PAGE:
December 21, 2021 – Recently, WPDI hosted the fourth annual Whitaker Peace Cup at the Kiryandongo Refugee Settlement, a six-week football tournament that brought together 60 refugee-led soccer teams and more than 4,000 participants overall. As one of the most popular events we conduct at the settlement, the tournament did more than gather thousands of people; it helped strengthen peace, reconciliation, and greater understanding throughout the many communities living within the settlement.
As a key component of our Peace Through Sports program at the Kiryandongo Refugee Settlement, WPDI holds the Whitaker Peace Cup there on an annual basis. One of the settlement’s largest events each year – with thousands of people regularly attending – the tournament also serves to promote peace and reconciliation between the settlement’s different tribes and ethnic groups. With the COVID-19 pandemic introducing newfound tensions into many communities within the settlement, the event took on an even larger role of importance this year, with 12 teams each competing in the following five categories: Under 12, Under 14, Under 16, Girls, and Senior Boys.
Indeed, sports is a universally-respected vehicle that harnesses the power of teamwork, hope, and an overarching respect for common rules and regulations. As the WPDI trainers helped the teams prepare through trainings and supported them during their respective matches, they combined those activities with other, peace-oriented ones like community dialogues and educational events. That way, we were able to promote peace-conducive values like non-violence, mutual respect and further educate about important issues like safety precautions to take during the pandemic.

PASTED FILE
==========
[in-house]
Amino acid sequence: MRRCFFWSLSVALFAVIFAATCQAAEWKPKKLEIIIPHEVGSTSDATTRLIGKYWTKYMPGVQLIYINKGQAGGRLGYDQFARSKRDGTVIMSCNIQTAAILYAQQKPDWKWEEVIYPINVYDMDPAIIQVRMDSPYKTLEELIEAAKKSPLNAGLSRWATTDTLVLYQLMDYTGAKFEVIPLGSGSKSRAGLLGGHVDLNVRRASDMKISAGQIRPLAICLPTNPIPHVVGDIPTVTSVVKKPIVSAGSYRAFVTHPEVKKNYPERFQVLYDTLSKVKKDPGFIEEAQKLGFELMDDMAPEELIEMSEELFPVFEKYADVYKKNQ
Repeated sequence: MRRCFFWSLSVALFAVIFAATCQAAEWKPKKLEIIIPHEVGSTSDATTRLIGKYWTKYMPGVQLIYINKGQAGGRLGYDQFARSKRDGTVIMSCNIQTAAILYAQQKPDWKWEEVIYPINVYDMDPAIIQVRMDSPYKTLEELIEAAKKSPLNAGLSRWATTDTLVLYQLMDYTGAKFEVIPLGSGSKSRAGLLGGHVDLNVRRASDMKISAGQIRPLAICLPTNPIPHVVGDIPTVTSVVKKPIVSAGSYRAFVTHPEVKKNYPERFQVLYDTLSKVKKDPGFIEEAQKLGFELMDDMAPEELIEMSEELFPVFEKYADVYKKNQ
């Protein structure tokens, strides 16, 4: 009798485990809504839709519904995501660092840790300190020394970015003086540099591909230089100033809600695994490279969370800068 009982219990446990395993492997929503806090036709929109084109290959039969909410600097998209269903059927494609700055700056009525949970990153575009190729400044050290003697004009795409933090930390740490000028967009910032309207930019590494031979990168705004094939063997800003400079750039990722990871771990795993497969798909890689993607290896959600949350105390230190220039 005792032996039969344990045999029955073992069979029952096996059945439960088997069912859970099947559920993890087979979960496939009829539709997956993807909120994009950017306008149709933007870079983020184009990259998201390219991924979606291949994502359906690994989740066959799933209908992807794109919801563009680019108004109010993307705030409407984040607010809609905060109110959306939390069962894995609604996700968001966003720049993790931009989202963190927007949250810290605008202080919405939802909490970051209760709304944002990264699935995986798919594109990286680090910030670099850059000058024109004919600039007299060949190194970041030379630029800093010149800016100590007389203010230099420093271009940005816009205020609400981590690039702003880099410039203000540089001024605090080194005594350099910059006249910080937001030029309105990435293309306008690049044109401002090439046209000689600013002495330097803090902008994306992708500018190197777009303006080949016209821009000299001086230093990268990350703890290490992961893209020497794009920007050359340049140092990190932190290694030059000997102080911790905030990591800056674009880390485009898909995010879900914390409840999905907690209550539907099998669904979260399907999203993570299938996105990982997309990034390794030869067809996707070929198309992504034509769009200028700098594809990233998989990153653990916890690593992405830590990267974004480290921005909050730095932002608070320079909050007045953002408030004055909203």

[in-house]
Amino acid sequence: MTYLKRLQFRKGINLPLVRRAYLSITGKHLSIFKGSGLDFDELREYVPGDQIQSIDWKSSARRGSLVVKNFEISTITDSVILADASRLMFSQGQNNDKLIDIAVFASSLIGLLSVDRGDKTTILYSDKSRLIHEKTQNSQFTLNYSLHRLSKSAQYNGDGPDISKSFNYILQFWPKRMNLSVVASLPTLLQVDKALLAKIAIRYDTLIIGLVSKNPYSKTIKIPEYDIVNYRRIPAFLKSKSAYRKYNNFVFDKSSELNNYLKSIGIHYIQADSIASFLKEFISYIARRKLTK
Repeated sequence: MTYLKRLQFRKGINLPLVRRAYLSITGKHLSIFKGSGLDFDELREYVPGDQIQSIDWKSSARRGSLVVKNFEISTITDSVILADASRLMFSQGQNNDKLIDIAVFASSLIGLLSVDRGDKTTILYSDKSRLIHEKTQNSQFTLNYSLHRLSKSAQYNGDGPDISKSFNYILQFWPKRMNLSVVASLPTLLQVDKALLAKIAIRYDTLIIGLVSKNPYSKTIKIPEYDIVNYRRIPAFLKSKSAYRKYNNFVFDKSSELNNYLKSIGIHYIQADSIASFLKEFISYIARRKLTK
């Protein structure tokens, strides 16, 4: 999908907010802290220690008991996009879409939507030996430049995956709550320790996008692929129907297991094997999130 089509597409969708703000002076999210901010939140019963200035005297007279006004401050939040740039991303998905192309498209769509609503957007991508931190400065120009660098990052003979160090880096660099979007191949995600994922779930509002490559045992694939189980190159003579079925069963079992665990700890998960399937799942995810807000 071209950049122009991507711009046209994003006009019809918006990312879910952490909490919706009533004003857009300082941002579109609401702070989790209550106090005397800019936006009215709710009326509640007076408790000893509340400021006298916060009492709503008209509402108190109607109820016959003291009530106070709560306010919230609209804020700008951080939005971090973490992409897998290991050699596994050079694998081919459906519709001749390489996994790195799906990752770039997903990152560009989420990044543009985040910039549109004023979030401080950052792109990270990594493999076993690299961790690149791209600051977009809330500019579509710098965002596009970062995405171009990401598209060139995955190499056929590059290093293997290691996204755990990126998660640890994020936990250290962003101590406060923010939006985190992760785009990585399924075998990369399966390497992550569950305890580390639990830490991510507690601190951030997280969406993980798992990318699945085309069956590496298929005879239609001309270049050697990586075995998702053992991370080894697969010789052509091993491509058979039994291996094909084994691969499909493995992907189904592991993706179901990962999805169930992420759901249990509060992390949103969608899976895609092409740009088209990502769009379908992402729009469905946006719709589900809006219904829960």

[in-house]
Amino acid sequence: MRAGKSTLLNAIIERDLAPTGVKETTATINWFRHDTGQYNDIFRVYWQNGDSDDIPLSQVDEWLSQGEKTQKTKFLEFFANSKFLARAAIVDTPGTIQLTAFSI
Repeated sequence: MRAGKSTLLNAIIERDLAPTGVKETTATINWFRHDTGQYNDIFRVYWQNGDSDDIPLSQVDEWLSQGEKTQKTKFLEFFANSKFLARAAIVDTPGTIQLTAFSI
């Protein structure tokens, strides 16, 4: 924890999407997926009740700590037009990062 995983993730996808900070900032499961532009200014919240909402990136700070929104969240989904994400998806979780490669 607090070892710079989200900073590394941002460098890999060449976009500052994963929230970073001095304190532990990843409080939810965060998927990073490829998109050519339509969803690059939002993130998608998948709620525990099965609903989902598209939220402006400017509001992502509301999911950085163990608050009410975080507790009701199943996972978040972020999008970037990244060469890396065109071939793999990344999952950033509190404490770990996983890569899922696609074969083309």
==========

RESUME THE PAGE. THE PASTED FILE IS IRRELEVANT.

Throughout the six weeks of the tournament, which culminated on November 19, the 60 teams – composed of young refugees from a multitude of countries and backgrounds – displayed their talents and energy. WPDI-trained teams won in the Under 12, Under 16, and Senior Boys categories, Future Boys FC won in the Under 14 category, and the Valley Girls Team won in the Girls category. But the youths also did more than that; they embodied their roles as young peacemakers eager to champion positive values. As Nasradin, a young South Sudanese refugee told us, “The tournament changed me as a person. I participated together with the youth leader from my community and learned how to spread the message of peace. I met others from different tribes, cultures, religions, and races, and many of us are now peace ambassadors in our own communities.”